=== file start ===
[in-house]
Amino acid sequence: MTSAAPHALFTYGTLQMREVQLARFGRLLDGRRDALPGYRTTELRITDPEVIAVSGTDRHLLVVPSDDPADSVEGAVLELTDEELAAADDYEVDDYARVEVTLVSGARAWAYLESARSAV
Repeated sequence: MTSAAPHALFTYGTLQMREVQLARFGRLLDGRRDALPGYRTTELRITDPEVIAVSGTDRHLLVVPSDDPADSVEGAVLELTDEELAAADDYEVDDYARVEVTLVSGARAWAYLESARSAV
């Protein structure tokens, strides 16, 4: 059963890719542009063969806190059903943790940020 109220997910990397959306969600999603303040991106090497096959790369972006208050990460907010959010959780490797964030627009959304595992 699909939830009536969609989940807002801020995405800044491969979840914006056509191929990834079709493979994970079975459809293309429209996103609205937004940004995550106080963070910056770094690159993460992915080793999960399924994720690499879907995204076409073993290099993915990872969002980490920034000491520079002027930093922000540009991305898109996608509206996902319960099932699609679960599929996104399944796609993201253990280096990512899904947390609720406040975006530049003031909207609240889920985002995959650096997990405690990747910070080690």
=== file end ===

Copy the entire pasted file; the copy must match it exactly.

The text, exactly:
[in-house]
Amino acid sequence: MTSAAPHALFTYGTLQMREVQLARFGRLLDGRRDALPGYRTTELRITDPEVIAVSGTDRHLLVVPSDDPADSVEGAVLELTDEELAAADDYEVDDYARVEVTLVSGARAWAYLESARSAV
Repeated sequence: MTSAAPHALFTYGTLQMREVQLARFGRLLDGRRDALPGYRTTELRITDPEVIAVSGTDRHLLVVPSDDPADSVEGAVLELTDEELAAADDYEVDDYARVEVTLVSGARAWAYLESARSAV
């Protein structure tokens, strides 16, 4: 059963890719542009063969806190059903943790940020 109220997910990397959306969600999603303040991106090497096959790369972006208050990460907010959010959780490797964030627009959304595992 699909939830009536969609989940807002801020995405800044491969979840914006056509191929990834079709493979994970079975459809293309429209996103609205937004940004995550106080963070910056770094690159993460992915080793999960399924994720690499879907995204076409073993290099993915990872969002980490920034000491520079002027930093922000540009991305898109996608509206996902319960099932699609679960599929996104399944796609993201253990280096990512899904947390609720406040975006530049003031909207609240889920985002995959650096997990405690990747910070080690």